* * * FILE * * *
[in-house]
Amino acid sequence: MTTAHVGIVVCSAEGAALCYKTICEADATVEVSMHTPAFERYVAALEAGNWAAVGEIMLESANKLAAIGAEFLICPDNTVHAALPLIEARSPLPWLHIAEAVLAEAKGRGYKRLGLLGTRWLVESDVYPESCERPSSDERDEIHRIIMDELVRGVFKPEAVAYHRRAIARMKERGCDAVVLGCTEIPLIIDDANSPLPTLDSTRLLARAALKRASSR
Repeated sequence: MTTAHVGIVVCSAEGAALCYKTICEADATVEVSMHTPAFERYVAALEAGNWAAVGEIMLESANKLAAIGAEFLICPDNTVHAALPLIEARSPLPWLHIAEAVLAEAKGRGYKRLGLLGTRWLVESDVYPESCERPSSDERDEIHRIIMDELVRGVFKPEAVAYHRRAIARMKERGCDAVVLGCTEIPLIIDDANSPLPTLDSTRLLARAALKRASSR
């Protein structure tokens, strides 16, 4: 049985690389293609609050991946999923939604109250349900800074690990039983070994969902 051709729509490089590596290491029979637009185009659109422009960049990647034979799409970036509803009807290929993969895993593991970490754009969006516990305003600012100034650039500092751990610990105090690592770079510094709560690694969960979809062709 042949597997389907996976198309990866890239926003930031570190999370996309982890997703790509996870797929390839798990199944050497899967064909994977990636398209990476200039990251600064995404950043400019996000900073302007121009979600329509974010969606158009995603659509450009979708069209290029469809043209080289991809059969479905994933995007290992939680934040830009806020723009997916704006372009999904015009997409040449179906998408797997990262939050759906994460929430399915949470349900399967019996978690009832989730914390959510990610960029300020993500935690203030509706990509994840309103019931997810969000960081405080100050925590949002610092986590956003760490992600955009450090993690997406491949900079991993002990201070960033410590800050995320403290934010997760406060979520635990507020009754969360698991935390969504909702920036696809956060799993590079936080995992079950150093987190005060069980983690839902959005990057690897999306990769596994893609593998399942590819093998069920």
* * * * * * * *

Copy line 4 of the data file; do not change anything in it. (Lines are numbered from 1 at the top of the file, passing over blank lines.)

């Protein structure tokens, strides 16, 4: 049985690389293609609050991946999923939604109250349900800074690990039983070994969902 051709729509490089590596290491029979637009185009659109422009960049990647034979799409970036509803009807290929993969895993593991970490754009969006516990305003600012100034650039500092751990610990105090690592770079510094709560690694969960979809062709 042949597997389907996976198309990866890239926003930031570190999370996309982890997703790509996870797929390839798990199944050497899967064909994977990636398209990476200039990251600064995404950043400019996000900073302007121009979600329509974010969606158009995603659509450009979708069209290029469809043209080289991809059969479905994933995007290992939680934040830009806020723009997916704006372009999904015009997409040449179906998408797997990262939050759906994460929430399915949470349900399967019996978690009832989730914390959510990610960029300020993500935690203030509706990509994840309103019931997810969000960081405080100050925590949002610092986590956003760490992600955009450090993690997406491949900079991993002990201070960033410590800050995320403290934010997760406060979520635990507020009754969360698991935390969504909702920036696809956060799993590079936080995992079950150093987190005060069980983690839902959005990057690897999306990769596994893609593998399942590819093998069920």